[ exact phrase in "" • results by date ]

[ Google-powered • results by relevance ]


News Home

Subscribe to RSS feed

Add NWW headlines to your site (click here)

Sign up for daily updates

Keep Wind Watch online and independent!

Donate $10

Donate $5

Selected Documents

All Documents

Research Links


Press Releases


Publications & Products

Photos & Graphics


Allied Groups

Energy NW seeks to add 25 turbines at Nine Canyon  


By Mary Hopkin, Herald staff writer

Energy Northwest has filed paperwork under the State Environmental Policy Act to place up to 25 more wind turbines at its Nine Canyon Wind Project south of the Tri-Cities.

“We are in the permitting phase,” said Brad Peck, an Energy Northwest spokesman.

Nine Canyon generates about 20 average megawatts. Energy Northwest, which also operates the Columbia Generating Plant nuclear power plant north of Richland, wants to add up to 25 more wind turbines to boost total output to about 32 average megawatts.

The new turbines would be taller than the existing ones, Peak said, but the difference likely wouldn’t be noticeable because of the rolling hills where the Nine Canyon project is located.

The current turbines are about 300 feet from base to the top of the spinning turbines and have a generating capacity of 1.3 megawatts each. The new towers would reach 400 feet into the area, be dispersed throughout the existing project and have a generating capacity of up to 2.3 megawatts each.

Energy Northwest’s board of directors approved in April building the third phase.

Energy Northwest officials have applied for Clean Renewable Energy Bonds, which are available only through 2007.

Earlier this year, Franklin Public Utility District assumed a 2.01 megawatt share of the Nine Canyon project.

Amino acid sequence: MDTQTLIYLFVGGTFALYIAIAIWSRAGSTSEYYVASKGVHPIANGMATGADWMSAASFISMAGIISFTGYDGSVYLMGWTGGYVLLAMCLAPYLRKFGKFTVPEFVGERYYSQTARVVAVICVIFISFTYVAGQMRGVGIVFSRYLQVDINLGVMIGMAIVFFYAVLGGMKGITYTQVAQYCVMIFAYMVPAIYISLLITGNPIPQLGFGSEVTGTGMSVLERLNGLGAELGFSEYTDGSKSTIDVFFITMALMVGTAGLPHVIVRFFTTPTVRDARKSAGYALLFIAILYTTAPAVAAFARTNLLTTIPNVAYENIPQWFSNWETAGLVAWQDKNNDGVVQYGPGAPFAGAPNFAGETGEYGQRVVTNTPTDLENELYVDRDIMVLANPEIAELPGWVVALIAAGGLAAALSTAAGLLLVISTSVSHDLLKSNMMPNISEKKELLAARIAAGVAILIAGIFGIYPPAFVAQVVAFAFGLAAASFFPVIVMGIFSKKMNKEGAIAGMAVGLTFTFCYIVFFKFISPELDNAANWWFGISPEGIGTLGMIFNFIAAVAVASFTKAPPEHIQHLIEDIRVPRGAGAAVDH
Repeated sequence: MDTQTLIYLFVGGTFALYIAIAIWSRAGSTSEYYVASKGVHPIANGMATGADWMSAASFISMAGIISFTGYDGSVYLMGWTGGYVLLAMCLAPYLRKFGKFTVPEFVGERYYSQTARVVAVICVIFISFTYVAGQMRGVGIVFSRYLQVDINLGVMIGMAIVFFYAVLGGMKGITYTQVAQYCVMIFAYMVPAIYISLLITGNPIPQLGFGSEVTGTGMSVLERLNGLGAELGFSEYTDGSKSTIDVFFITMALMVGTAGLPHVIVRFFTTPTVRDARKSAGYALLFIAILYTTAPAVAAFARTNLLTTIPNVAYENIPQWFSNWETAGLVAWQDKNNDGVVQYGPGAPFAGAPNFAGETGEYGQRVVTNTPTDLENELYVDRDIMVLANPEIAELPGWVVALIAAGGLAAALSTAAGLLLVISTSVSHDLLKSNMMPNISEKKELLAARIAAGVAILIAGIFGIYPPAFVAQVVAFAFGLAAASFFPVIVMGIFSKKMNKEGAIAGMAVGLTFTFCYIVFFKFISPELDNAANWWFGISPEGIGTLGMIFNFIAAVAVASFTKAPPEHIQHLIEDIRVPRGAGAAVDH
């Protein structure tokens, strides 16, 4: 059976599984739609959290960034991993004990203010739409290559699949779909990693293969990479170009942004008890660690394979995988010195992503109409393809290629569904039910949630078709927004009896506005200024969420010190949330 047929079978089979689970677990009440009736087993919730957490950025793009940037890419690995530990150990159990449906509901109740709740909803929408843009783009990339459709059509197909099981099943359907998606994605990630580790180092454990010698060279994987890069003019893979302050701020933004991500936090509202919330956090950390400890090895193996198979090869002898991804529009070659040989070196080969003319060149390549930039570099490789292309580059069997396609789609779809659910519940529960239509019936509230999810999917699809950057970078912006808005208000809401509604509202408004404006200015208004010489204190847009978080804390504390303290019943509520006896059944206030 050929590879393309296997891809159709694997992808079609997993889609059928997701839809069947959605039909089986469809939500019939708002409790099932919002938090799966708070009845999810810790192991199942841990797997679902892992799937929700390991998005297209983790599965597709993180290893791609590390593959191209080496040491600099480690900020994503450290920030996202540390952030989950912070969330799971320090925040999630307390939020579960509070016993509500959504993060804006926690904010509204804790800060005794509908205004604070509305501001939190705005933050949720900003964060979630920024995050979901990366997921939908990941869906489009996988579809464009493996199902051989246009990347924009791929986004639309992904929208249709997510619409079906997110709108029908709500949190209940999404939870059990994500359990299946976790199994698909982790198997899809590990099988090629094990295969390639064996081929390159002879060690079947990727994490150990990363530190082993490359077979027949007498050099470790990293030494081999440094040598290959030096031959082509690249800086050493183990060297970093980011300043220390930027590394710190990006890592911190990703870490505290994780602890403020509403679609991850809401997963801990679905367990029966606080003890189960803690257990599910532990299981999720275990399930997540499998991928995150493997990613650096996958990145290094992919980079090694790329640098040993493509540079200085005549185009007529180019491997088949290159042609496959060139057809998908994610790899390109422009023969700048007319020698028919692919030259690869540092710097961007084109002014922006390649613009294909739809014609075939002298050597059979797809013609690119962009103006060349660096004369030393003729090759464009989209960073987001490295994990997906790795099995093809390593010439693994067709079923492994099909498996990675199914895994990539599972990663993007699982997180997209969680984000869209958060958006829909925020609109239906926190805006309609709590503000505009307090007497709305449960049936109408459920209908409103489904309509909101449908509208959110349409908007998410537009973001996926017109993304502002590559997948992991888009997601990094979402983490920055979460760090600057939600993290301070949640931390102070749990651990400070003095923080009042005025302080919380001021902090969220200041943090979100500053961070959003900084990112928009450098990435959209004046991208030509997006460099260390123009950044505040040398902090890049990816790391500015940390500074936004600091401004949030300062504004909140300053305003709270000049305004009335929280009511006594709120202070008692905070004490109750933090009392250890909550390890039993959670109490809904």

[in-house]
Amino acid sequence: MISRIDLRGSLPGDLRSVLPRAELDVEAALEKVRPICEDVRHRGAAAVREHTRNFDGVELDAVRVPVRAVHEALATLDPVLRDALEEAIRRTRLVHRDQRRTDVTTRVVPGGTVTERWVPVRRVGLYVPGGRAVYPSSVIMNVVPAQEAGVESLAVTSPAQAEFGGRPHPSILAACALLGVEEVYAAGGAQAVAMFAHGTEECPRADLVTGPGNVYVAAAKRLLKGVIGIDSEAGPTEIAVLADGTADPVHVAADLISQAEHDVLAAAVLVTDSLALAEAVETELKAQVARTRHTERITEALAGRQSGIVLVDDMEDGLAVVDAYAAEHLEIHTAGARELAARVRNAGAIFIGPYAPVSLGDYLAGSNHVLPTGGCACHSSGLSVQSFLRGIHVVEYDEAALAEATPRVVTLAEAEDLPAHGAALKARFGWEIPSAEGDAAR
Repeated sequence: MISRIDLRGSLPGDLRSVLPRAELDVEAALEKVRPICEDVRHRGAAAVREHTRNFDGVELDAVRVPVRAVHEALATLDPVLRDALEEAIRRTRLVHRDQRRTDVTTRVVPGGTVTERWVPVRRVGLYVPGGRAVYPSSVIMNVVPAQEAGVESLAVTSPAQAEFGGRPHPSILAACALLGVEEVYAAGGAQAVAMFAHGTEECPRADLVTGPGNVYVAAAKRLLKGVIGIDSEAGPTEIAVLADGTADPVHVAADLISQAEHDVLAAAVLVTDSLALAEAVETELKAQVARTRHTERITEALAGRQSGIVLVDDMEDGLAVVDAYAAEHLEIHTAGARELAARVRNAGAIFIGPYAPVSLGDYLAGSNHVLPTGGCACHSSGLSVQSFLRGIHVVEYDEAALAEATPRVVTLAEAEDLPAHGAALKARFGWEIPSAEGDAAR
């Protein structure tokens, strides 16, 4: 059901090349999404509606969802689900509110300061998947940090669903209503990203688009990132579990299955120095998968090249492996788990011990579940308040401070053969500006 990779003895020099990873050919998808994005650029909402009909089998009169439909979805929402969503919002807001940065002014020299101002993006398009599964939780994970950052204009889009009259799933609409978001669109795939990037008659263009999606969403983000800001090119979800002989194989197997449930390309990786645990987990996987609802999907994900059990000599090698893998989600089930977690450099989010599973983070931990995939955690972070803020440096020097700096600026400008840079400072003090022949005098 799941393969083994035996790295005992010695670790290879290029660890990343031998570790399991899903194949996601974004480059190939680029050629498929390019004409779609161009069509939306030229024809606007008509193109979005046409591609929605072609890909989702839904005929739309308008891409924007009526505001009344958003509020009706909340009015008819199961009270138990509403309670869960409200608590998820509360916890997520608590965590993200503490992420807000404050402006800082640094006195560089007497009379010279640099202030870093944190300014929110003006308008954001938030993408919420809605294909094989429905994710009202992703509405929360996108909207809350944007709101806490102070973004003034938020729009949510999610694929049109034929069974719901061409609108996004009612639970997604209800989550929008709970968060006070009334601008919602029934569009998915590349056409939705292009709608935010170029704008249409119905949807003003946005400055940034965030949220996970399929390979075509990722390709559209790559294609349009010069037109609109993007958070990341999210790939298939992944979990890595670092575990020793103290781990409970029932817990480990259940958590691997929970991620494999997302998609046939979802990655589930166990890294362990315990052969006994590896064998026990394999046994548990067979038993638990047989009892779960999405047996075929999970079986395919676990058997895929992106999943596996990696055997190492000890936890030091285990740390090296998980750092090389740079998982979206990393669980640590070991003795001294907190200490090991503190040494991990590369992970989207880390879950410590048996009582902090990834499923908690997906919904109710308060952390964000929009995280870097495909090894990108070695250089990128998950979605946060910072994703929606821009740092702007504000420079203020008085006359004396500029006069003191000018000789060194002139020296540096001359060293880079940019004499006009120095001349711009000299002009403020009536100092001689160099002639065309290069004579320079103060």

Jean Ryckman, Franklin PUD general manager, said the utility district may be interested in buying some of the wind power.

“We are looking at projected growth and what our needs will be in the future,” she said.

Peck said he couldn’t give an estimate of what the cost of the project will be, because it is currently out for bid.

He said high worldwide demand for the wind turbines makes it extremely difficult to obtain, but one of the companies that is bidding on the project has a dozen turbines available.

He said construction should begin early next year.

This article is the work of the source indicated. Any opinions expressed in it are not necessarily those of National Wind Watch.

The copyright of this article resides with the author or publisher indicated. As part of its noncommercial effort to present the environmental, social, scientific, and economic issues of large-scale wind power development to a global audience seeking such information, National Wind Watch endeavors to observe “fair use” as provided for in section 107 of U.S. Copyright Law and similar “fair dealing” provisions of the copyright laws of other nations. Send requests to excerpt, general inquiries, and comments via e-mail.

Wind Watch relies entirely
on User Funding
Donate $5 PayPal Donate


News Watch Home

Get the Facts Follow Wind Watch on Twitter

Wind Watch on Facebook


© National Wind Watch, Inc.
Use of copyrighted material adheres to Fair Use.
"Wind Watch" is a registered trademark.